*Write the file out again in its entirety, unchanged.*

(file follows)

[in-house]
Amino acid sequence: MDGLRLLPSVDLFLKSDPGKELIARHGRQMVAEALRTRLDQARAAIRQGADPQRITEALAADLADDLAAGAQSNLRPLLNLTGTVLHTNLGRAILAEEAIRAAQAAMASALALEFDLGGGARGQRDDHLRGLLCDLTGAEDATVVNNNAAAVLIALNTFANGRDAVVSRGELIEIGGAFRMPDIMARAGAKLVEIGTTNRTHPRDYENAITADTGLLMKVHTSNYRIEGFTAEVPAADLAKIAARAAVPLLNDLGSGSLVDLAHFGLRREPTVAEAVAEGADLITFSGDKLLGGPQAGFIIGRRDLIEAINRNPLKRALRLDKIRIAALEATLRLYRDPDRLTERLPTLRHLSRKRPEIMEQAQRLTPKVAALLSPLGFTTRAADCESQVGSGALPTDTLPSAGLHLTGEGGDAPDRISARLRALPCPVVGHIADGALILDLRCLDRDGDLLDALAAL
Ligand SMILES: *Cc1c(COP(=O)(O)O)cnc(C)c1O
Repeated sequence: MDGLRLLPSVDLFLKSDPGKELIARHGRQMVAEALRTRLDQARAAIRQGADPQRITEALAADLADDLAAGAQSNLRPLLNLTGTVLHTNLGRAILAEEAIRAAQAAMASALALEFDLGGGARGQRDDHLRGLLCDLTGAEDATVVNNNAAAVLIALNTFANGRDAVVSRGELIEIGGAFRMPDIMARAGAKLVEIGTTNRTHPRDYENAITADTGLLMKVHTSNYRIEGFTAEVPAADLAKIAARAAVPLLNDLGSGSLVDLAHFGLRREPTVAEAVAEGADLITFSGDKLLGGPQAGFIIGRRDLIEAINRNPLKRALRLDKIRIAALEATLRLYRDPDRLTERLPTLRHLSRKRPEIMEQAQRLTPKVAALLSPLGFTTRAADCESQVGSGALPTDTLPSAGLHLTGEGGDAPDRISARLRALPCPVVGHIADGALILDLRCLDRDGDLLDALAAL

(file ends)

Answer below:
[in-house]
Amino acid sequence: MDGLRLLPSVDLFLKSDPGKELIARHGRQMVAEALRTRLDQARAAIRQGADPQRITEALAADLADDLAAGAQSNLRPLLNLTGTVLHTNLGRAILAEEAIRAAQAAMASALALEFDLGGGARGQRDDHLRGLLCDLTGAEDATVVNNNAAAVLIALNTFANGRDAVVSRGELIEIGGAFRMPDIMARAGAKLVEIGTTNRTHPRDYENAITADTGLLMKVHTSNYRIEGFTAEVPAADLAKIAARAAVPLLNDLGSGSLVDLAHFGLRREPTVAEAVAEGADLITFSGDKLLGGPQAGFIIGRRDLIEAINRNPLKRALRLDKIRIAALEATLRLYRDPDRLTERLPTLRHLSRKRPEIMEQAQRLTPKVAALLSPLGFTTRAADCESQVGSGALPTDTLPSAGLHLTGEGGDAPDRISARLRALPCPVVGHIADGALILDLRCLDRDGDLLDALAAL
Ligand SMILES: *Cc1c(COP(=O)(O)O)cnc(C)c1O
Repeated sequence: MDGLRLLPSVDLFLKSDPGKELIARHGRQMVAEALRTRLDQARAAIRQGADPQRITEALAADLADDLAAGAQSNLRPLLNLTGTVLHTNLGRAILAEEAIRAAQAAMASALALEFDLGGGARGQRDDHLRGLLCDLTGAEDATVVNNNAAAVLIALNTFANGRDAVVSRGELIEIGGAFRMPDIMARAGAKLVEIGTTNRTHPRDYENAITADTGLLMKVHTSNYRIEGFTAEVPAADLAKIAARAAVPLLNDLGSGSLVDLAHFGLRREPTVAEAVAEGADLITFSGDKLLGGPQAGFIIGRRDLIEAINRNPLKRALRLDKIRIAALEATLRLYRDPDRLTERLPTLRHLSRKRPEIMEQAQRLTPKVAALLSPLGFTTRAADCESQVGSGALPTDTLPSAGLHLTGEGGDAPDRISARLRALPCPVVGHIADGALILDLRCLDRDGDLLDALAAL